Within the first ten minutes of “Save the Green Planet!” it’s clear that director Joon-Hwan Jang shares with his protagonist, Lee Byeong-gu, an off-kilter insanity that is fascinating even while it disturbs.
Lee is a beekeeper, an eccentric inventor and a conspiracy theorist. He’s the type of ingenious crackpot who would be hopelessly endearing in the unlikely Hollywood remake. Looking disarmingly goofy in a homemade “alien-proof” combat suit, it is hard not to find him pathetically humorous as he kidnaps a chemical corporation’s CEO and accuses him of being an alien prince all within the opening scenes.
In truth, his comically twitchy performance is underscored by a darkly traumatized history and a reliance on illegally procured prescription drugs. Our sympathies start to shift away from Lee as his full pathology is unveiled by his sadistic use of cruel torture methods. Our laughter becomes a little bit uncomfortable. The imagery gets more intense and even queasy. Suddenly it seems as if a pair of mismatched oddball detectives may be the real protagonists and we start to root for them to catch the raving madman.
But then again… we learn a little about Lee’s past. It seems there might be more to this kidnapping then just some crazy theories about aliens. His victim, established as unsympathetic from the start, really seems to be a very unethical businessman. A legitimate revenge motive may be at the bottom of Lee’s obsessive psychotic drive.
But then again…
…and so it goes. The audience is never really sure where the truth lies and the slippery shifts in perspective aren’t limited to just the narrative: Jang uses so many genres that its difficult to define exactly what we’re watching. Without ever slacking the pace he pulls the carpet from under us in countless scenes where we had settled into a stable mood. Dark comedy is inserted into moments of tension; abrupt violence interrupts a cheerful monologue; unsettling documentary footage finds its way into a moment of exhilarating CG fantasy. Even the most experienced film aficionado eventually must cede control to Jang as he calls all the shots and takes the film to ever more unpredictable realms, continuing even as the credits roll.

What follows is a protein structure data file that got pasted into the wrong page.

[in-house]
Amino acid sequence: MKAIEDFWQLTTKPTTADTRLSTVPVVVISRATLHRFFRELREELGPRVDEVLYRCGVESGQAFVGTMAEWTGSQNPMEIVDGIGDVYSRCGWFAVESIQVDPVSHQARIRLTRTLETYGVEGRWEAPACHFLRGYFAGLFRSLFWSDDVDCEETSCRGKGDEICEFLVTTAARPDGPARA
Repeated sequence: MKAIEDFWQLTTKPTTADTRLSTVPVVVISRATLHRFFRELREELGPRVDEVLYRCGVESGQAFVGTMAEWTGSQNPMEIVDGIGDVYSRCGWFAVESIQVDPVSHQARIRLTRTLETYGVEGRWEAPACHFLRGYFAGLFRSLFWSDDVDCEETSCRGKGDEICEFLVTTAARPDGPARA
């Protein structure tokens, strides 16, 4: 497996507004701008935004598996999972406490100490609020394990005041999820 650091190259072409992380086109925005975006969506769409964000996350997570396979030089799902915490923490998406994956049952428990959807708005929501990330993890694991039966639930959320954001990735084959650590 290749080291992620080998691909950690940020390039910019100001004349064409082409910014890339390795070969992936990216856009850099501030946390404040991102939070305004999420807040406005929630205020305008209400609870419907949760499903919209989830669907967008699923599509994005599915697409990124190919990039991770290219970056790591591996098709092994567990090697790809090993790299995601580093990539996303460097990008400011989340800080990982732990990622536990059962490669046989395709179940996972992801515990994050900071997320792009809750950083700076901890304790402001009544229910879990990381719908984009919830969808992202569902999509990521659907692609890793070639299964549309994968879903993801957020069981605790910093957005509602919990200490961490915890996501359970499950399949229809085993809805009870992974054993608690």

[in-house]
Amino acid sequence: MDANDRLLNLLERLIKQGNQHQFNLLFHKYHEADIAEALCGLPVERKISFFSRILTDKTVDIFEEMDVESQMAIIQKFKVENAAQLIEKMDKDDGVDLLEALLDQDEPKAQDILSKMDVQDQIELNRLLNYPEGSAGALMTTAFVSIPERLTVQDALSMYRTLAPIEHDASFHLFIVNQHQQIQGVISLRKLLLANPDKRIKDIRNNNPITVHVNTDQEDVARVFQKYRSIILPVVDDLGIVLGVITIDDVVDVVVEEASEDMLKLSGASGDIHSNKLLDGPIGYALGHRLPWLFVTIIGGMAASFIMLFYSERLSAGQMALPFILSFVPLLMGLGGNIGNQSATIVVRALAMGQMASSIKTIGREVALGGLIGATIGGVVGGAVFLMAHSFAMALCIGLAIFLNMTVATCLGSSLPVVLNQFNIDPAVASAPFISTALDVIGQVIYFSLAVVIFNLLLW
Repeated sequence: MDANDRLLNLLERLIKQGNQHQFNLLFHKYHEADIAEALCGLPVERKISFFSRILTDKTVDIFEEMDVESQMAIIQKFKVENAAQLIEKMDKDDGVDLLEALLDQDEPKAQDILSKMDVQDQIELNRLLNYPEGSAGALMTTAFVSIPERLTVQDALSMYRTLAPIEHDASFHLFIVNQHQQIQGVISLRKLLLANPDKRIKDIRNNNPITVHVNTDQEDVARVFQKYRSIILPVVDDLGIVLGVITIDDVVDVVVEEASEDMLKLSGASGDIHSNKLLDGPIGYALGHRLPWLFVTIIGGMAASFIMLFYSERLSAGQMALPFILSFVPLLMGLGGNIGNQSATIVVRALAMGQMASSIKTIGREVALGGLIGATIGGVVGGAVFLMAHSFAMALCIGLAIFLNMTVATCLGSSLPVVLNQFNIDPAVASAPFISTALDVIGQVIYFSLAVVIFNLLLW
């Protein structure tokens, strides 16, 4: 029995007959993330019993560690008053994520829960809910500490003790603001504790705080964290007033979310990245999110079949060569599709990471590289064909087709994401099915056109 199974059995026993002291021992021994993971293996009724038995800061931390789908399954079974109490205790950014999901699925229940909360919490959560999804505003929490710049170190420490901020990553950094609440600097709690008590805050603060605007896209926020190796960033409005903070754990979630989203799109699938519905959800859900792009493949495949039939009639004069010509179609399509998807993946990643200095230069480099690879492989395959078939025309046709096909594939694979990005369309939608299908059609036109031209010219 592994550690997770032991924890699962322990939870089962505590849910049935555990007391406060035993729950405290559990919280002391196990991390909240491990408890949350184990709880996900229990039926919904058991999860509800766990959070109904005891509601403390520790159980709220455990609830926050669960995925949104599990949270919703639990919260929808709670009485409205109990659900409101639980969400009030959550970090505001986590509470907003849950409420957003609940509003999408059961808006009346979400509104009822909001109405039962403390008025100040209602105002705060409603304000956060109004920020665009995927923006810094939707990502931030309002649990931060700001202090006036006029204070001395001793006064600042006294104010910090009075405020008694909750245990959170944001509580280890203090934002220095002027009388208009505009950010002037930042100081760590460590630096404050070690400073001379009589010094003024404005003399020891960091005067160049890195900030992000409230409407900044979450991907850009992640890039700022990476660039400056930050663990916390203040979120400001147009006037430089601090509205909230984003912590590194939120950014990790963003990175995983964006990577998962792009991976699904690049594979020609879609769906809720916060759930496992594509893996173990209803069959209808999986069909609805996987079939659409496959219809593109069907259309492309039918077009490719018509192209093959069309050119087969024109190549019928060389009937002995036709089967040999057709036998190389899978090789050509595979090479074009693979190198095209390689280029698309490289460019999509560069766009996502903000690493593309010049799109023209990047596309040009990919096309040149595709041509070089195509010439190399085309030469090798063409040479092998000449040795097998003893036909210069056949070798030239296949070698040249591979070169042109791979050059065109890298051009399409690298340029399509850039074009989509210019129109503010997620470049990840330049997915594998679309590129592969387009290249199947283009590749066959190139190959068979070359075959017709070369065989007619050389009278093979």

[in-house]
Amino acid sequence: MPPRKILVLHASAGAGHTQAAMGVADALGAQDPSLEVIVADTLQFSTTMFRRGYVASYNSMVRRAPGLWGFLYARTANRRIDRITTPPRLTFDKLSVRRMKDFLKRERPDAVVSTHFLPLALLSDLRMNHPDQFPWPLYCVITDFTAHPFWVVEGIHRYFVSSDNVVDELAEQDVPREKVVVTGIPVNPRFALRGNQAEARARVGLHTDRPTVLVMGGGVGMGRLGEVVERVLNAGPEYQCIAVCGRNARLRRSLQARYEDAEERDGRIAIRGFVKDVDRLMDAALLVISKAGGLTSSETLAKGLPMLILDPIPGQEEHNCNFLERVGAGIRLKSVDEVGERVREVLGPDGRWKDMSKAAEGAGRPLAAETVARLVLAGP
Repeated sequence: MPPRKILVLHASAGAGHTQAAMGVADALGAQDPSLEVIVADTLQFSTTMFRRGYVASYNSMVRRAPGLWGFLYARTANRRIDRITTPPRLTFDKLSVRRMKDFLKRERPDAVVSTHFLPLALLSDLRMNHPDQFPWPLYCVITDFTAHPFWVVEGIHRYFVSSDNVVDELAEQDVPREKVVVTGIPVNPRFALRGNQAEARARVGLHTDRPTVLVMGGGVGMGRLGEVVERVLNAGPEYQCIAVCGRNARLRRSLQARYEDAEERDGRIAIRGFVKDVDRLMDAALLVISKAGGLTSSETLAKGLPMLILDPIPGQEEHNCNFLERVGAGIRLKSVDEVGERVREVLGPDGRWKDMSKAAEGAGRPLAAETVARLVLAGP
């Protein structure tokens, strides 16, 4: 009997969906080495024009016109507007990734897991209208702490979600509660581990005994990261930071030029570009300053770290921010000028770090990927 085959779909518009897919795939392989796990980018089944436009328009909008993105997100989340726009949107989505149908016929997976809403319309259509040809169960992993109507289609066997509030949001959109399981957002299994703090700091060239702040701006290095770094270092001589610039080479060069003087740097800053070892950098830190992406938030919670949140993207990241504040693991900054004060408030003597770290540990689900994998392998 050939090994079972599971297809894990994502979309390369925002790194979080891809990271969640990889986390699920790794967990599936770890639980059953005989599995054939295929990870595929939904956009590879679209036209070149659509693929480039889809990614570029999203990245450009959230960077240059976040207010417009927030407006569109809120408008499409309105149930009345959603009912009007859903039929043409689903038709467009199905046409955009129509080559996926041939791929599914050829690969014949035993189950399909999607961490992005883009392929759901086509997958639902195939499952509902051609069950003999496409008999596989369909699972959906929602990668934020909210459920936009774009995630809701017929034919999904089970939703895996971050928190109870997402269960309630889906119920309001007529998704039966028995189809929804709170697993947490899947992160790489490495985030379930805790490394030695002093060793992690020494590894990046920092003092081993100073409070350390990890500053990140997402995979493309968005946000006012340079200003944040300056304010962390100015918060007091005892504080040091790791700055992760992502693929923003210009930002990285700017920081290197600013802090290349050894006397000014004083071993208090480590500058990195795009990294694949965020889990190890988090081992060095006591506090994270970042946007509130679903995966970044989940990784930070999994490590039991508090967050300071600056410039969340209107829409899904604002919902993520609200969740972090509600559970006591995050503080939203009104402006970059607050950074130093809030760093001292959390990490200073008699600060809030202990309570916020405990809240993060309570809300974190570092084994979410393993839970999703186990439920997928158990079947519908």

Trying to capture the uniqueness is difficult. You get the post-modern audience-aware winking of Tarantino, but there is still emotional investment. You get the light-speed manic chaos of Steven Chow, but there is still underlying structure and depth. You get the formalized strangeness of David Lynch, but there is still absurdist fun.
Special attention must be given to the cinematography and effects. The spiraling inspired story and polished look sometimes overwhelm the characters and the performances rely more on broad physicality than timing and poise. Ultimately a fun and occasionally dumbfounding experience, “Save the Green Planet!” is best watched with a group in a festive mood.
Walrus Rating: 8.5
(Walrus’s Roommate’s Rating: 10!)
Sunday, March 4, 2007
Review of Save the Green Planet!
Posted by FilmWalrus at 3:24 AM
Labels: 2000s, Action, Comedy, Horror, Review, SciFi, South Korea, Top Rated (8.5+)
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Another movie I definitely must see. :3
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